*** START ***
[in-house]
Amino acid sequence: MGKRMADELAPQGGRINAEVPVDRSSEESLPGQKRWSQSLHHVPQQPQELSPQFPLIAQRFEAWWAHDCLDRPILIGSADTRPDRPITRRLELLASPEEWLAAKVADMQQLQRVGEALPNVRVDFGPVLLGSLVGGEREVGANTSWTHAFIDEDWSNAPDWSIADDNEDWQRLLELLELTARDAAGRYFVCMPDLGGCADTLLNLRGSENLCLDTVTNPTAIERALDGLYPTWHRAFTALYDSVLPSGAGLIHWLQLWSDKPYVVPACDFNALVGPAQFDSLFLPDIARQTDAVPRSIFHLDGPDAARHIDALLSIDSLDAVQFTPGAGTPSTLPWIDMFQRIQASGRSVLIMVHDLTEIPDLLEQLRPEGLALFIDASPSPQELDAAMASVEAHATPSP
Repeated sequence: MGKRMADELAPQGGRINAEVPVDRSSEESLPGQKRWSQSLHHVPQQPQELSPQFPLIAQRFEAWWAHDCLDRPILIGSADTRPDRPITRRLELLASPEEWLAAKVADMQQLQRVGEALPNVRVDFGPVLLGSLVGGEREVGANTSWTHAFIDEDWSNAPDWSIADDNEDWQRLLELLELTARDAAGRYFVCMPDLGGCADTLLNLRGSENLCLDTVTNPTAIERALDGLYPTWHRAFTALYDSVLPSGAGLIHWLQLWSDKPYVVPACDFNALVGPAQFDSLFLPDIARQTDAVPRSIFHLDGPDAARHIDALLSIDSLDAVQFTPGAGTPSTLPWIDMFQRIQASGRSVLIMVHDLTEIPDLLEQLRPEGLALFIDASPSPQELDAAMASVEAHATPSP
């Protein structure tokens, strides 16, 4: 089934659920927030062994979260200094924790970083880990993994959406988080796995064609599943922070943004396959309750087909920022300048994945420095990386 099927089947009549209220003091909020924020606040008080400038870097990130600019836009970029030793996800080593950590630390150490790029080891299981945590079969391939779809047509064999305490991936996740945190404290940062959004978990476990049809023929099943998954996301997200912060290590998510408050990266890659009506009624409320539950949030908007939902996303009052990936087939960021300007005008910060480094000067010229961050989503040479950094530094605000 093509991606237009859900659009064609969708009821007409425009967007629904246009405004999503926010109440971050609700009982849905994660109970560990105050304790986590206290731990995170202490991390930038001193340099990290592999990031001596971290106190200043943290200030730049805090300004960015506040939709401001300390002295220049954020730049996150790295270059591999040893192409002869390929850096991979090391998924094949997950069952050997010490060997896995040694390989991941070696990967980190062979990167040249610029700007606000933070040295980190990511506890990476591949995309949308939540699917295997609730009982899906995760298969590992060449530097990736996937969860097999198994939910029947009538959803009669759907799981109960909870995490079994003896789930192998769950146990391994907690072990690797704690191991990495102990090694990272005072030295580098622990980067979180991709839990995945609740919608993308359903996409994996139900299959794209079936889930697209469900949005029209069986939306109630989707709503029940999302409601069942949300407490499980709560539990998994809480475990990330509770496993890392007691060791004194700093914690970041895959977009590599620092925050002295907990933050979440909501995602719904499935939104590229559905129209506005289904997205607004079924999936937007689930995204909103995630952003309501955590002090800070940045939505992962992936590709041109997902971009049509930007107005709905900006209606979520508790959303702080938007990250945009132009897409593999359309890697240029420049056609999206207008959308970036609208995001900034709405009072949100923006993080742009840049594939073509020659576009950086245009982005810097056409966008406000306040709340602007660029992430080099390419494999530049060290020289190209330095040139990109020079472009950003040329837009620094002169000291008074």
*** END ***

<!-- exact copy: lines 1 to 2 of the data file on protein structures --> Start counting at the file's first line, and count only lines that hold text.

[in-house]
Amino acid sequence: MGKRMADELAPQGGRINAEVPVDRSSEESLPGQKRWSQSLHHVPQQPQELSPQFPLIAQRFEAWWAHDCLDRPILIGSADTRPDRPITRRLELLASPEEWLAAKVADMQQLQRVGEALPNVRVDFGPVLLGSLVGGEREVGANTSWTHAFIDEDWSNAPDWSIADDNEDWQRLLELLELTARDAAGRYFVCMPDLGGCADTLLNLRGSENLCLDTVTNPTAIERALDGLYPTWHRAFTALYDSVLPSGAGLIHWLQLWSDKPYVVPACDFNALVGPAQFDSLFLPDIARQTDAVPRSIFHLDGPDAARHIDALLSIDSLDAVQFTPGAGTPSTLPWIDMFQRIQASGRSVLIMVHDLTEIPDLLEQLRPEGLALFIDASPSPQELDAAMASVEAHATPSP